The authorship of Shakespeare’s plays has long been disputed, which makes the story of William-Henry Ireland both amusing and fascinating. In 1794, the young man forged several documents that he claimed were Shakespeare’s – including two plays – yet despite the fact that they were obviously suspicious, several notable Shakespeare scholars at the time authenticated them. How did he manage to pull off such a forgery? Quite simply, there are no documents written in Shakespeare’s hand – which is one reason for the authorship debate – but because the public desperately wanted to see something actually written by the Bard, they were willing to believe.
This is the topic of The Boy Who Would Be Shakespeare, Doug Stewart’s engaging account of William-Henry Ireland’s life and how he managed to dupe so many people for so long. Stewart discusses Ireland’s motive and his means for the forgery, as well as what happened to Ireland in the aftermath of the forgery being exposed.
Ireland led a relatively quiet and boring life, working as a lawyer’s apprentice but fancying himself a writer. His distant, cold father was obsessed with collecting, particularly anything related to Shakespeare. So Ireland attempted to please his father by producing a long sought-after document with Shakespeare’s signature. He had the old paper and the watered-down ink, and he could write in Elizabethan style. It seemed almost too easy.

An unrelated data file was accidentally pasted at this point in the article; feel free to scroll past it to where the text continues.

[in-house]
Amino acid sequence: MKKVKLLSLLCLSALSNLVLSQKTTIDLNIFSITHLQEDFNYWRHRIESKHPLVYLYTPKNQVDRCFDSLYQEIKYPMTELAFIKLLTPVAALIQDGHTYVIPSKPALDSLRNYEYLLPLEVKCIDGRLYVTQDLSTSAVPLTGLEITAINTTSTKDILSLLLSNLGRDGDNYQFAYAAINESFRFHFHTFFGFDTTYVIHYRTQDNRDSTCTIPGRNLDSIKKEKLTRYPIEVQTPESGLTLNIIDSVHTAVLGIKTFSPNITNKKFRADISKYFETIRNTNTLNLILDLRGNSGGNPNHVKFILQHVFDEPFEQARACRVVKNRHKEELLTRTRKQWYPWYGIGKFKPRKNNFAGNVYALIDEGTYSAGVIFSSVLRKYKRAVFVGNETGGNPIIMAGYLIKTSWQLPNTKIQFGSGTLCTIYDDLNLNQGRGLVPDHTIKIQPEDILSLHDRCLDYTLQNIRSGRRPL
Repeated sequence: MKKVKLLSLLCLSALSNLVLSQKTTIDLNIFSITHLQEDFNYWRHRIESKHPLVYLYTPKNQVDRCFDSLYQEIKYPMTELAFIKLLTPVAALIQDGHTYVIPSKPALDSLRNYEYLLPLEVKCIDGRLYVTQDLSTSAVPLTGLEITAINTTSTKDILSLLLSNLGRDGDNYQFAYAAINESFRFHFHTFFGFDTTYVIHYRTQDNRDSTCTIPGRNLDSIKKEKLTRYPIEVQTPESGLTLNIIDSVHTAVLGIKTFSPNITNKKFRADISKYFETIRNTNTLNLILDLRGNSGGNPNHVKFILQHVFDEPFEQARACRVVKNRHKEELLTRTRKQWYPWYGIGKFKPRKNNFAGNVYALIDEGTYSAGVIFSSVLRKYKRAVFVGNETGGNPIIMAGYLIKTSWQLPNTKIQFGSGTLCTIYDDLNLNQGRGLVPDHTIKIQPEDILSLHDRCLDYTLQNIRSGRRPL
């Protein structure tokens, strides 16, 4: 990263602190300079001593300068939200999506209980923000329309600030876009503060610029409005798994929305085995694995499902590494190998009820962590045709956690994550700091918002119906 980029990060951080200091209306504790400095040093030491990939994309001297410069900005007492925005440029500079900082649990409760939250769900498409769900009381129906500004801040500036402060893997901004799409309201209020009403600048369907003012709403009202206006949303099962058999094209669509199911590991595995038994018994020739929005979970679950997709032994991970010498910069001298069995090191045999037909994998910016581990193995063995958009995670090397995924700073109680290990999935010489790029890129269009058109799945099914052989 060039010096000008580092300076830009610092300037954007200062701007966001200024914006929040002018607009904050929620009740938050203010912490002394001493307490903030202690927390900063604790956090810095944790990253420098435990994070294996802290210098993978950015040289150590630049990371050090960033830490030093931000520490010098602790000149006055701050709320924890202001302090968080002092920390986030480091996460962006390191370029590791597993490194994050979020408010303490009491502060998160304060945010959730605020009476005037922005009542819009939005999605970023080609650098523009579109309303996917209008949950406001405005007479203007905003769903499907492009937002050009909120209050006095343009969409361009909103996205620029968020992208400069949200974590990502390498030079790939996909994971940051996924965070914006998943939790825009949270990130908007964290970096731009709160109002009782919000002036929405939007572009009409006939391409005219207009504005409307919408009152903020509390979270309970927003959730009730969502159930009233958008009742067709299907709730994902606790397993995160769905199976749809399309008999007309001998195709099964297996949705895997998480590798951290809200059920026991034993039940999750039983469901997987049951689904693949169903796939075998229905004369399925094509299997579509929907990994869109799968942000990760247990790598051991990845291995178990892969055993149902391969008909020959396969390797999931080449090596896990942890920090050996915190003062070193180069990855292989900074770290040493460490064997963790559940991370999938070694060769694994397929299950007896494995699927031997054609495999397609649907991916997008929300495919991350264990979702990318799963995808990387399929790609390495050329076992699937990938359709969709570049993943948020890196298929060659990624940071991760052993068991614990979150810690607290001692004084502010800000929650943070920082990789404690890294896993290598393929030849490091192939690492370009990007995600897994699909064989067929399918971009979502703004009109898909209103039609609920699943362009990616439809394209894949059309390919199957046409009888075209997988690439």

Once he finally got his father’s attention, Ireland couldn’t stop. And he produced an astonishing number of forged works that got not only his father’s attention but the public’s as well. Ireland’s works were confirmed time and time again by several Shakespeare experts as being written by none other than the Bard. Stewart documents how this deception grows until, finally, the truth is revealed, shaming Ireland’s family and humiliating the men who authenticated the works.
Well-researched, witty, and informative, The Boy Who Would Be Shakespeare almost reads like a work of fiction. I was engrossed from beginning to end. After all, the idea that this teenager was able to convince anyone that his writings were Shakespeare’s is absurd - and yet, it happened. Stewart’s account of how and why it happened is captivating. I highly recommend this book for any Shakespeare fan.